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Published: June 21st 2017
(written on Wednesday)
Today was one I had been looking forward to with both anticipation and a bit of trepidation, as I intended to tackle the Col du Grand Colombier - the highest road pass in the Jura, and one I had foregone on my previous trip to this area in 2013 - and I was still not entirely sure I would be able to make it up it's steep inclines with the gearing on my bike (which is not particularly low) being powered by my now older and not-as-well-trained legs.
In anticipation of another hot day we all - even those choosing to ride an abbreviated and less-demanding route - tried to get away early, yet somehow it was already 8:00 when I rolled out of the hotel parking lot to begin my journey. Even so, I am sure I felt the difference in heat compared to having left 10 minutes later the day before, and even that brief respite was welcome. Today's route started with a 5km descent and corresponding climb up the other side of the valley as a warmup to facing the Col du Richemond, itself a prelude to tackling Grand Colombier. In 2013 I
Obligatory col shot #1
had made a side-trip to climb the former from the west side but had merely turned around at the top, so although I knew what to expect at the summit I was unsure what the approach from the east side would be like.
It turned out to be rather similar to what I had previously encountered, and although I was prepared for the lack of view at the summit, unlike yesterday's nominal ventures today's steady 10km climb meant the Col du Richemonde definitely qualified as a proper Col. But it was mere child's play compared to the 13km ascent of Grand Colombier that followed. Paradoxically, just as I was thinking how unrelenting that climb was, I encountered a stretch where the grade eased, and then even levelled out a bit, allowing me to reach an unheard of 20kph before hitting another steep uphill section that in turn yielded a brief downhill run and speeds in excess of 30! Then the climbing resumed even more seriously. Concentrating on the effort, only occasionally did I catch a glimpse of the placards on the other side of the road indicating remaining distance to the top and the average grade over the next
View part way down Col de Richemonde
kilometre, but I can report that at 5km out the grade was 12% followed by a recovery for the next km at a trifling 4.7% before rising to 9.9% with 2km to go. Mercifully I never spotted the sign for the last km, which was on the order of 14-15%.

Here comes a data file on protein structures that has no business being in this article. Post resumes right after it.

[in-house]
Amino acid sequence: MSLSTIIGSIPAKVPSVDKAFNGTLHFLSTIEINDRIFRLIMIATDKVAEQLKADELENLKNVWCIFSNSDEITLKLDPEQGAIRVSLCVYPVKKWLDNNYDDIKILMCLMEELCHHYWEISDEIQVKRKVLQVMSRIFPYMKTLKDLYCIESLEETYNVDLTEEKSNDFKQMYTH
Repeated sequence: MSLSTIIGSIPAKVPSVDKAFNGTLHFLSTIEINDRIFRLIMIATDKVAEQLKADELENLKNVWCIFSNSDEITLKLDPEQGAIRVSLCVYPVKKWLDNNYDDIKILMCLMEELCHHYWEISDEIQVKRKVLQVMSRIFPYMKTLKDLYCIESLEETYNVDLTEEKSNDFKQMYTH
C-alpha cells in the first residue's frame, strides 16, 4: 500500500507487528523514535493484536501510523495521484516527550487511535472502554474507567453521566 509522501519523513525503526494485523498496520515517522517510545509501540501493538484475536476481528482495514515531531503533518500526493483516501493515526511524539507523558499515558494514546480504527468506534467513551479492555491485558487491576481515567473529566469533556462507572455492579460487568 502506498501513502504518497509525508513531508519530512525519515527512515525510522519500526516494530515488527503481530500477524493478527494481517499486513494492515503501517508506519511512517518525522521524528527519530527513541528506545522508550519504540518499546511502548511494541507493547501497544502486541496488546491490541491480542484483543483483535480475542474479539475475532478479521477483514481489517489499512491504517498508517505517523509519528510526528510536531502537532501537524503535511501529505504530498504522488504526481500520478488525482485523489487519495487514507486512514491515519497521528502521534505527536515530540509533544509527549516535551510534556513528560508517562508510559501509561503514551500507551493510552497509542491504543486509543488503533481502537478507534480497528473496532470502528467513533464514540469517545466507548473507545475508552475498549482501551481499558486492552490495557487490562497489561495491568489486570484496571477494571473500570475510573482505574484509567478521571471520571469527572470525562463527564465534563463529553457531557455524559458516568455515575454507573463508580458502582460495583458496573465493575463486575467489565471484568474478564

At the top we met a local who informed us that the road we had intended to take on our descent was blocked by a landslide, which was a good thing - had we not been alerted, we would have had to climb back up 3km to the alternative he suggested. The latter had its own charm, being a long, twisty 14% decline occasionally strewn with small rocks that made descending somewhat unsettling.
Along the way we passed through the thermocline into the warmer air of the valley, and once we reached Sessey and crossed the Rhone I was again on familar ground, having come this way in 2013. After following the Gorges du Fier this time, however, our route into Annecy was different, and once we passed the presumably aptly-named Hauteville I was both surprised and dismayed to find another long, switch-backed ascent that had to be
Heading off to the base of the climb to Grand Colimbier
tackled in the oppressive heat. Even my cycling computer was feeling the effects, and it intermittently refused to recognize that I was moving at all (I wasn't going that slowly!), rendering my in-town directions - which are always a challenge in the best of times - somewhat useless.
Nevertheless, simply going on instinct and following my nose (with a bit of help from a not-terribly-detailed map that at least showed the one street I was on) led me close enough to where I thought I could recognize the hotel building. I had to circle the block and consult the map again before realizing I really had arrived at my destination, as the hotel entrance is, shall we say, somewhat unassuming.
After walking down 2 tight circular staircases to store my bike in the basement I was not above taking the funky elevator from the lobby to the 3rd floor; it had been a long (but rewarding) day. After a shower and getting laundry done (while enjoying a beer from the conveniently-placed establishment next door) I and the others wandered the few blocks from the hotel into the old section of town where I was dismayed to
Early in the climb
learn that it would not be possible to get a doggie bag for my leftover tartiflette, the very filling local potato-and-cheese dish. So I ate the whole thing and waddled back to my room thoroughly stuffed and looking forward to a day off.
Tot: 1.515s; Tpl: 0.056s; cc: 5; qc: 45; dbt: 0.0266s; 1; m:saturn w:www (184.108.40.206); sld: 2;
; mem: 1.4mb